Media Effects Research Lab - Research Archive

Using Dual-Process Theory and Cues of Identifiability to Explain Supportive Exchanges on Social Ques

Student Researcher(s)

Michelle L. Acevedo Callejas (Ph.D Candidate); Ashley M. Peterson (Ph.D Candidate); Michael Broghammer (Masters Candidate)

Faculty Supervisor

Dr. S. Shyam Sundar

This paper was based on a project as part of the Psychology of Communication Technology course (Comm517).

 

INTRODUCTION

Social Q&As are gratifying for users because of opportunities to fulfill information needs and build social relationships, but the mechanisms underlying selection and rating of answers by question askers are understudied. Using dual-process theory of supportive communication (Bodie & Burleson, 2008; Burleson, 2009), this paper examines the role that question asker motivation plays on attention to message features and answer provider cues for response selection and rating. Question asker’s motivation was positively associated with selection of longer, more positive, and more informal responses. Question length mediated the association between motivation and response rating.

 

RESEARCH QUESTION / HYPOTHESES

H1: Verbosity of the question asked will be associated with message features of the selected answer, such that question verbosity will be positively associated with a) the length of the selected answer, b) the positivity of the selected answer, c) the sociality, and d) the informality of the selected answer.

H2: There is an association between features of the selected answer and asker rating, such that answers which are a) longer, b) more positive, c) more social, and d) more casual will be rated more highly.

H3: Message features of the selected answer would mediate the association between question verbosity and asker rating, such that the more verbose the question the asker posed, the more highly they would rate the response they selected, because this answer would be a) longer, b) more positive, c) more social, and d) more casual.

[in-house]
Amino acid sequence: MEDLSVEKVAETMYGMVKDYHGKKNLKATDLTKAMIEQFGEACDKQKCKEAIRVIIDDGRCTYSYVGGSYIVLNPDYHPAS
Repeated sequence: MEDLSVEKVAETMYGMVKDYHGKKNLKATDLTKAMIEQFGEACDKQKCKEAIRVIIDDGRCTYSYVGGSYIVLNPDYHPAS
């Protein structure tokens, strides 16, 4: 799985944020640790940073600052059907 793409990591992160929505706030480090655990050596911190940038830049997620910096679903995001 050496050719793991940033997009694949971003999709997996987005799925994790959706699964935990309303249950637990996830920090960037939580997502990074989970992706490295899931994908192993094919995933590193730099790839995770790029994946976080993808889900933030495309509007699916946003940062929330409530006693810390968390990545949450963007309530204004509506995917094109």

H4: For members of the Yahoo! Answers community, there is a positive association between identifiability of the selected answer provider and the asker’s rating of the quality of the answer.

H5: For members of the Yahoo! Answers community, identifiability of the question asker will moderate the association identifiability of the selected answer provider and the asker’s rating of the quality of the answer, such that only when the question asker is more identified, answers of users who are more identified will be rated more highly.

 

METHOD

To test our hypotheses, we conducted a content analysis of Yahoo! Answers was conducted. Inclusion criteria were: a) question posted at least for four days and b) threads with selected answer and rating of selected answer. In total, 450 questions and selected answers was collected over the period of one month (March 5 through April 5 of 2019). Questions and selected answers were equally sample from: a) business and finance, b) pets, and c) family and relationships. These three topics were chosen to cover a range of levels of subjectivity in questions asked. The three student authors collected the data. We assessed intercoder reliability with a sample of 33 questions and best answers. The independent variables assessed in this study were positive words, social words, and informal words, length of the question, length of the selected answer, identifiability cues of the question asker, and identifiability cues of the selected answer provider. The dependent variable was the question asker’s rating of the selected answer.

 

RESULTS

Predictions were partially supported. Specifically, Question verbosity positively predicted selected answer length, positivity, and informality. Also, selected answer length, sociality, and informality positively predicted answer rating. Selected answer length mediated the association between question verbosity and asker rating. Contrary to expectations, answer provider’s identifiability negatively predicted asker ratings. Also, unexpectedly, question asker cues of identifiability did not moderate the association between selected answer provider’s identifiability and asker rating.


CONCLUSIONS/DISCUSSION

Theoretically, our study extends dual-process theory of supportive communication (Bodie & Burleson, 2008; Burleson, 2009) to social Q&As. Practically, it provides insight to answer providers on these sites about how to offer quality support. More research is needed to disentangle variance on selection and asker rating explained by question asker motivations to attend to message cues from that accounted for by motivation by answer providers to offer more quality support to seemingly motivated users. In both cases, however, results suggest answer providers should generate messages that attend to relational aspects of social Q&As.

For more details regarding the study contact

Dr. S. Shyam Sundar by e-mail at sss12@psu.edu or by telephone at (814) 865-2173

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